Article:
Apremont-sur-Allier is found in the Cher department, and is approximately 45mins from the lake and on the border with the Burgundy region. It was between the two world wars that Apremont started to appear as it now does, when two gentlemen of the village set to, removing all unattractive buildings, and constructing new houses in the traditional style.
Historically a village of quarries, it is from the local rock that the village is built – notably the cathedral at Orleans is built from the same local stone.
Apremont-sur-Allier is a small village, and the visit has three parts: a walk along the riverside of the Allier, a walk along the main street through the village, and a visit to the gardens of the Parc Floral of the castle.
The principal reason that people visit Apremont-sur-Allier is for the attractive gardens, the ‘Parc Floral’, in the park of the Chateau d’Apremont.
These gardens, that were planted less than 20 years ago, follow the style of 18th century landscaped gardens: streams flow past meadows, unusual trees cast their shade, and vaulted wisterias invite you to walk underneath. The garden is classified as a ‘remarkable garden of France’.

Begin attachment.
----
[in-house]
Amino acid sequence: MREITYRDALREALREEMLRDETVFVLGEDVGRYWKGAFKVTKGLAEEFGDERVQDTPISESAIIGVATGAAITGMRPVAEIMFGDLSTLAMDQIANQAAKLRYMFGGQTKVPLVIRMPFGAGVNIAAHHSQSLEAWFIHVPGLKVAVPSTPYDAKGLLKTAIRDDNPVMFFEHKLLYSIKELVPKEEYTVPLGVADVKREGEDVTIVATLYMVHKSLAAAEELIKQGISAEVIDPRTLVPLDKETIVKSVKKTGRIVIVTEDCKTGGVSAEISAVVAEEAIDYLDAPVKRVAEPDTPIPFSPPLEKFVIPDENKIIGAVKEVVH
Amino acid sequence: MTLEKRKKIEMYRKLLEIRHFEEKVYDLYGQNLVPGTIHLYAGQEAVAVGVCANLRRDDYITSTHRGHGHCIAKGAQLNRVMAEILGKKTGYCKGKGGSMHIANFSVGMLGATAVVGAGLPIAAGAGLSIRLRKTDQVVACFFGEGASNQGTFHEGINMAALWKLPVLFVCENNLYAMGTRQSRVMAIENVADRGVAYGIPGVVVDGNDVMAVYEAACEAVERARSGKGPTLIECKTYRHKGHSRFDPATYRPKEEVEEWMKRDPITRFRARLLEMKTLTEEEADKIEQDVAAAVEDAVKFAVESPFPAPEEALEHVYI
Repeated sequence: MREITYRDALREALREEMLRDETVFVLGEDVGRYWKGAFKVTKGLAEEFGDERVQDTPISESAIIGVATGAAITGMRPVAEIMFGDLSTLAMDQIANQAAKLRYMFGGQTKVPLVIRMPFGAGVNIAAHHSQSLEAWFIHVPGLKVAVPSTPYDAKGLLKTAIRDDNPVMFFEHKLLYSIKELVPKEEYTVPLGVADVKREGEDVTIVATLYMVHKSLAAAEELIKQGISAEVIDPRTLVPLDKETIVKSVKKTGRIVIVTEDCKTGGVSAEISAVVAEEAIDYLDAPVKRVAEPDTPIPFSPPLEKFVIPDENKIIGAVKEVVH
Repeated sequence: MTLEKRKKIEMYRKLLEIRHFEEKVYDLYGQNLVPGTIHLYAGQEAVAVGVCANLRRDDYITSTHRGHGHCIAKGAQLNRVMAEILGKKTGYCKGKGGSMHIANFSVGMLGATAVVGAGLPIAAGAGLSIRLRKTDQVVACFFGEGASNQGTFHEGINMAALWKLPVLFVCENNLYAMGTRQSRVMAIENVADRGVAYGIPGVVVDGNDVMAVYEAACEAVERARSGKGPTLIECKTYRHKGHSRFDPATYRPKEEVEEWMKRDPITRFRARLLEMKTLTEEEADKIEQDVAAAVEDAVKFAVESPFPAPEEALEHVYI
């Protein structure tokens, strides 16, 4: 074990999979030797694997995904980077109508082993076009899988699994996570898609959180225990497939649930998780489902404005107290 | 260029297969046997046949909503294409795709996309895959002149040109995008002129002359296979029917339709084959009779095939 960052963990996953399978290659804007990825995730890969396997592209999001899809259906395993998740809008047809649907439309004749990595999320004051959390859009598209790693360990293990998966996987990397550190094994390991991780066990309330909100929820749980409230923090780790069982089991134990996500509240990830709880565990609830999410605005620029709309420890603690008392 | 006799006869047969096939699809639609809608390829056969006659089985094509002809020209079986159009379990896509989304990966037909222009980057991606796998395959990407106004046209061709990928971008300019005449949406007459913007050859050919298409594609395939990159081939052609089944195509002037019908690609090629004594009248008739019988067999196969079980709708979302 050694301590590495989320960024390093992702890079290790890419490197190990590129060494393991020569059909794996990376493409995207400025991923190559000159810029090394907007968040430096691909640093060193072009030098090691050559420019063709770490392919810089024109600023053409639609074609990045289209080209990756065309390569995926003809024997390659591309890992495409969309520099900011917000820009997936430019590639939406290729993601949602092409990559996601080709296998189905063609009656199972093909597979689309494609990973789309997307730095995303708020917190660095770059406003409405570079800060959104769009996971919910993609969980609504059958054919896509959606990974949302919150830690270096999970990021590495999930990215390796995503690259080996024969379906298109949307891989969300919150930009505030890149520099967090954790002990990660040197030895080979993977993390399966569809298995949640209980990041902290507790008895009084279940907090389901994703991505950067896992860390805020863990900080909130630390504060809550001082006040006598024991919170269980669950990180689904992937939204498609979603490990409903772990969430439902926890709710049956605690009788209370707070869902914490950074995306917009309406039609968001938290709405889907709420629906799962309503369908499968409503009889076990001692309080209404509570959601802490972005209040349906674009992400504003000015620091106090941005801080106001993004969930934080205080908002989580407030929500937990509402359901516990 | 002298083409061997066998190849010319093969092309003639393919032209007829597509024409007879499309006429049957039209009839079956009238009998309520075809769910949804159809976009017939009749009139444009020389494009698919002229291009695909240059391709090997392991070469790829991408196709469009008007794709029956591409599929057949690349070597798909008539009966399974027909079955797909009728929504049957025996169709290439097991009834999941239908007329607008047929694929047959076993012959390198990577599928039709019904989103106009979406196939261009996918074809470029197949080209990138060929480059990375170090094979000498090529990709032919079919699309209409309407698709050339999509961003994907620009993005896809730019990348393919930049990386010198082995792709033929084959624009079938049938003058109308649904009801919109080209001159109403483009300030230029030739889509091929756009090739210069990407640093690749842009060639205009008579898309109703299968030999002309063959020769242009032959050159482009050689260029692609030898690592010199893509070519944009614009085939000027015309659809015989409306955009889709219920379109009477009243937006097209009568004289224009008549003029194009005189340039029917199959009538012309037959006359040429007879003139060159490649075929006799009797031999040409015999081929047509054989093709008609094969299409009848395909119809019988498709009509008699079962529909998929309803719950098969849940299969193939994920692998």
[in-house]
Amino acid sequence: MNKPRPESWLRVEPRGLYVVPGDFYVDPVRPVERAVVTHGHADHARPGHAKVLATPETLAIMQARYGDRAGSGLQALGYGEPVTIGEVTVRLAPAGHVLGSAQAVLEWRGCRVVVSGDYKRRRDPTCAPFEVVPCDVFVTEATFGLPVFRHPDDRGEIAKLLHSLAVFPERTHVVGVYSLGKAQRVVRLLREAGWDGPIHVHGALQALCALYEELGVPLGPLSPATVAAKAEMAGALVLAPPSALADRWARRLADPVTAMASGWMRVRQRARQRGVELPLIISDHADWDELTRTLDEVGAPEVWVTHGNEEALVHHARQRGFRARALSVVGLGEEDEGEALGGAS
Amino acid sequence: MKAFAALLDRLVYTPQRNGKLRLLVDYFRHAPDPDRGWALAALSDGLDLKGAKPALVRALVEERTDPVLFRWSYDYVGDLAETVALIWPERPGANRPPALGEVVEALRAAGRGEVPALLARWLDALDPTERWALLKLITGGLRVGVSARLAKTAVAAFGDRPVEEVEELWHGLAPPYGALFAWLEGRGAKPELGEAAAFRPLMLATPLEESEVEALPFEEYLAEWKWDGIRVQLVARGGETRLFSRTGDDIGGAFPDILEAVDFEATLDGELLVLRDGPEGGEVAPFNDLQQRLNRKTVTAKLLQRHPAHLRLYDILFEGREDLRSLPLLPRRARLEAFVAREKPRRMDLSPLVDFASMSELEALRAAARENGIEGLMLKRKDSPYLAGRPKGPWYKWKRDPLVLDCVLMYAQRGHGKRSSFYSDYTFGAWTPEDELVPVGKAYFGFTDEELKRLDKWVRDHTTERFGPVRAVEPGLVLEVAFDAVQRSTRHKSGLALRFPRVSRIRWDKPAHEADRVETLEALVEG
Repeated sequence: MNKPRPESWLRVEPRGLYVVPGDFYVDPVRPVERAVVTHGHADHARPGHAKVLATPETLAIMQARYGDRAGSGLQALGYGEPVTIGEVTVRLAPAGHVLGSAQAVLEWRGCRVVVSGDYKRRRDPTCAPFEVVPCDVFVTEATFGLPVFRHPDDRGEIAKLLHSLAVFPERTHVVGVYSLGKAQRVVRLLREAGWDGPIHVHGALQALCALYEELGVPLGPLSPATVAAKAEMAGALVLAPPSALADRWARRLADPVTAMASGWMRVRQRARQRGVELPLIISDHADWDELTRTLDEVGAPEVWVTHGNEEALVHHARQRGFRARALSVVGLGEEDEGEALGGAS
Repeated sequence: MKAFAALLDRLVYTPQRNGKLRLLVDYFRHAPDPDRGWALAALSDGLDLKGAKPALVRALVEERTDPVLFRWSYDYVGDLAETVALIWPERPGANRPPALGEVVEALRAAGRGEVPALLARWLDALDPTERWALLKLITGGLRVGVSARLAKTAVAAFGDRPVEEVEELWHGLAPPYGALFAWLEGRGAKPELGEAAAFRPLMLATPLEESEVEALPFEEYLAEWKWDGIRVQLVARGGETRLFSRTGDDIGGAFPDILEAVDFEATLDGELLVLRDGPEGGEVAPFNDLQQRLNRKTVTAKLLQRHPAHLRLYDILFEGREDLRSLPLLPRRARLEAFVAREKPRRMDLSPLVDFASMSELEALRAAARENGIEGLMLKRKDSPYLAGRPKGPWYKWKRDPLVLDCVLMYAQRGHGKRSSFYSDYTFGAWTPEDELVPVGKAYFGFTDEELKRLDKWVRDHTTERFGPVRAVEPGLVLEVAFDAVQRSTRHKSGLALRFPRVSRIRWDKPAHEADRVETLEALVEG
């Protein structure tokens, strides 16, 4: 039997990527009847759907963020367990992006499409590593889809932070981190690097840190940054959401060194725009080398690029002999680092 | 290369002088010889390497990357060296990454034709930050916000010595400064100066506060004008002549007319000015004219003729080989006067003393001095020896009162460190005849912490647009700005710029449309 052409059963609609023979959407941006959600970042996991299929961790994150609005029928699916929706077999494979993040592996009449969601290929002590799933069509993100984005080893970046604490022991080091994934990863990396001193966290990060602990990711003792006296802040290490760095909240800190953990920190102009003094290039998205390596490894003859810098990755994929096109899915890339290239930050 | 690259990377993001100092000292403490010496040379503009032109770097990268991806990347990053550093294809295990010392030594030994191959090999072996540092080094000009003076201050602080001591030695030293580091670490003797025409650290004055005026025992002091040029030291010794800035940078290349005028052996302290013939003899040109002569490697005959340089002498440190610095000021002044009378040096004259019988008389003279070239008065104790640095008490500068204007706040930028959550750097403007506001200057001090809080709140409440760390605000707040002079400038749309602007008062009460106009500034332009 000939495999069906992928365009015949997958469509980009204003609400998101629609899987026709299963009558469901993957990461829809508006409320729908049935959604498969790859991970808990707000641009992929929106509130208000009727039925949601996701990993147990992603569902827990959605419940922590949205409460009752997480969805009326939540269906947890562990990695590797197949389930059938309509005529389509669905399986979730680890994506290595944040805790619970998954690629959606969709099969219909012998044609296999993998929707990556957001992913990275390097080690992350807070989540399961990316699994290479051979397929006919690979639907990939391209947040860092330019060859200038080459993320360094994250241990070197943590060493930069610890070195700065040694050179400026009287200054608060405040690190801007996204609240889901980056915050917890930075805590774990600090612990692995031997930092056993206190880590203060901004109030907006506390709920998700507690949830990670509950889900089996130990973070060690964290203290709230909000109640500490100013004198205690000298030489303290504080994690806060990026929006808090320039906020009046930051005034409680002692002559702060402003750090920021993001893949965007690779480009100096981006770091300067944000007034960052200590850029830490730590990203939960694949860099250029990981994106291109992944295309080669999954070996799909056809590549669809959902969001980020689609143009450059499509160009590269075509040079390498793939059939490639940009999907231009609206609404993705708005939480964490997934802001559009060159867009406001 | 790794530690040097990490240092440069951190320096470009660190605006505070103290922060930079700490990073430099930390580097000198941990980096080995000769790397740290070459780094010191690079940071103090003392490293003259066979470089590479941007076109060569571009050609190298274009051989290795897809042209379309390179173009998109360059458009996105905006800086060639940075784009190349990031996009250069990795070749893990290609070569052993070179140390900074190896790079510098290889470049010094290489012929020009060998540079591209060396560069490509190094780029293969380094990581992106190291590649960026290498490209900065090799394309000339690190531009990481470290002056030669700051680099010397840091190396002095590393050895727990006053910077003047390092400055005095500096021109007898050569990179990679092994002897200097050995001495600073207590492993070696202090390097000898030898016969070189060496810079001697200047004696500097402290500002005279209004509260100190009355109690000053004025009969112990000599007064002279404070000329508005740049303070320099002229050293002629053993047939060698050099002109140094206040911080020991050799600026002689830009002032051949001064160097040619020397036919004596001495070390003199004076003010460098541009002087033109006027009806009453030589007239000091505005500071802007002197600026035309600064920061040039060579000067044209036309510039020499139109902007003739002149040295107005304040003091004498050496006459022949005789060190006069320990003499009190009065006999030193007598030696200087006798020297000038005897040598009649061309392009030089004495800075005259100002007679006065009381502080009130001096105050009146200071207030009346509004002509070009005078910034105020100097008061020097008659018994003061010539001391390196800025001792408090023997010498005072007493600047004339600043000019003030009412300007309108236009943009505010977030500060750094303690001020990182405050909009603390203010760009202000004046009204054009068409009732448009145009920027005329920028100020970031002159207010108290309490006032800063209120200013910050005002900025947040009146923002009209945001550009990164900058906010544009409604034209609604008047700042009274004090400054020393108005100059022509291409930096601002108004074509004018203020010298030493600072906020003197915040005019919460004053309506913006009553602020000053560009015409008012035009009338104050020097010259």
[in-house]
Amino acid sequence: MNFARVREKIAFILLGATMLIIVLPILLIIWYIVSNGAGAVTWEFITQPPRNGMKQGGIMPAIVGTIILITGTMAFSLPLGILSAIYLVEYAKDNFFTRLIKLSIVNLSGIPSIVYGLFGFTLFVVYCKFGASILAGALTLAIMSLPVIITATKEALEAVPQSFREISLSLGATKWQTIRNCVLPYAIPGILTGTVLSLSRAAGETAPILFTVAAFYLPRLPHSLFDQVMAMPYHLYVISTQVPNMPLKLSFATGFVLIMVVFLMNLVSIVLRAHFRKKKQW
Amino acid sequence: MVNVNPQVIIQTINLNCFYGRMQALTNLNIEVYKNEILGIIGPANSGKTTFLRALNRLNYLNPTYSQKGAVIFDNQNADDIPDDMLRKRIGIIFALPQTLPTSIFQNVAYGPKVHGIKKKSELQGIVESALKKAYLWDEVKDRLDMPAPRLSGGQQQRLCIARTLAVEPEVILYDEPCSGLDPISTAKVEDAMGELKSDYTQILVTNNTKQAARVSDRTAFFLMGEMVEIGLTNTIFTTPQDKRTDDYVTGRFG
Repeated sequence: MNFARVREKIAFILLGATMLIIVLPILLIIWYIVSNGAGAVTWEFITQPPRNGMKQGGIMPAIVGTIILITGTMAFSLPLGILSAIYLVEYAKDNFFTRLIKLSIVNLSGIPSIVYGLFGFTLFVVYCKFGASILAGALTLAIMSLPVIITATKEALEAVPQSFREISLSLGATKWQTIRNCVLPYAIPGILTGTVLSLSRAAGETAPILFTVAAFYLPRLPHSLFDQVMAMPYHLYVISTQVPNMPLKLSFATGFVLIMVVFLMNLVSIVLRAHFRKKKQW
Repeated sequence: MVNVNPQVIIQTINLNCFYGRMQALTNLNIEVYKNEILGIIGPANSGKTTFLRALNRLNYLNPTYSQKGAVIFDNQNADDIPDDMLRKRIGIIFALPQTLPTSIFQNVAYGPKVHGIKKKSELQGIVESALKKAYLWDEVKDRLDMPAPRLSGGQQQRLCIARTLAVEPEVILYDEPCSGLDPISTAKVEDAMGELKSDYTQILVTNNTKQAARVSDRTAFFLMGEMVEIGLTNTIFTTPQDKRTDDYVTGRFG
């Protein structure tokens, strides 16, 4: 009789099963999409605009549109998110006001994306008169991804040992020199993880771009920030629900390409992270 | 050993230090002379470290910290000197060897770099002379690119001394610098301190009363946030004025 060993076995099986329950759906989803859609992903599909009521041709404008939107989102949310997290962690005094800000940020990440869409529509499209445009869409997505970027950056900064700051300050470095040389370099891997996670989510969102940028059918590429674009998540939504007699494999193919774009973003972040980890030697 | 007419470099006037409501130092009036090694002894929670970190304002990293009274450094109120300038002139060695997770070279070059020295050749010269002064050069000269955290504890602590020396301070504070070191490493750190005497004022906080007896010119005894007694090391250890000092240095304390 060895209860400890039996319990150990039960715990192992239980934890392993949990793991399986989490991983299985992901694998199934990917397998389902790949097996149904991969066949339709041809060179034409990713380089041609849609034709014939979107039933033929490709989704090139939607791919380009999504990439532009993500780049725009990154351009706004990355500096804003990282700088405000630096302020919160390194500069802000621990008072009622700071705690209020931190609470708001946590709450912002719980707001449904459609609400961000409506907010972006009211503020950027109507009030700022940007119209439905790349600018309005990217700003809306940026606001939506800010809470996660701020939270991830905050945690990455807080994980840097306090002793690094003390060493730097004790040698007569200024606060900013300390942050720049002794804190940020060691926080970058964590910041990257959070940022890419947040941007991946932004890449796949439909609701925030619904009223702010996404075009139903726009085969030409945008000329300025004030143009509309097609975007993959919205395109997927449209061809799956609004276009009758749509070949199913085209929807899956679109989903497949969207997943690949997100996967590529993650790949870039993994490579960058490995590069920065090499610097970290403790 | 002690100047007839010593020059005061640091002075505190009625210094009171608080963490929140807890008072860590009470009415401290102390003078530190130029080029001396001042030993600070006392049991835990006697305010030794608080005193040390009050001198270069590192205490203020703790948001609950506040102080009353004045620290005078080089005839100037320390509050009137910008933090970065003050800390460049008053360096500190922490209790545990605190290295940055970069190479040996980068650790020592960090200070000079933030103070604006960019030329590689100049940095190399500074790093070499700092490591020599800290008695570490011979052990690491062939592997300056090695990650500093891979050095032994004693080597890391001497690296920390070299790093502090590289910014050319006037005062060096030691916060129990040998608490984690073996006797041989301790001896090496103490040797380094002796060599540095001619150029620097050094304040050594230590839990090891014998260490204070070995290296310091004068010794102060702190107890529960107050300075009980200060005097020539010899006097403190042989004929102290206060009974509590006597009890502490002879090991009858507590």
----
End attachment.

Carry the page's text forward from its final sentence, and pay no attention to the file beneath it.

The range of plants and flowers that you see during a visit is quite exceptional and it is a very attractive garden to relax in, and to stroll across the Pagoda bridge. As part of your visit you will see the belvedere that overlooks the village of Apremont-sur-Allier.
There is also a museum in the stables of the chateau which contains various carefully restored horse-drawn carriages.
The Chateau d’Apremont itself is not open to the public, although you will see it from the outside from almost everywhere in the village. The castle has its origins in the 15th century, although a large part of the original castle has disappeared over the centuries, and new parts have been added.
After exploring the Parc Floral, you can visit the village itself, on the Allier River and classified among the most beautiful villages in France.
The village is overlooked by the chateau, which is also very pretty: as you walk along the riverbanks you can only admire the work of those responsible for the rebuilding of the village and it is easy to forget that many of the ‘medieval’ houses you see are in fact 20th Century reconstructions of ancient houses.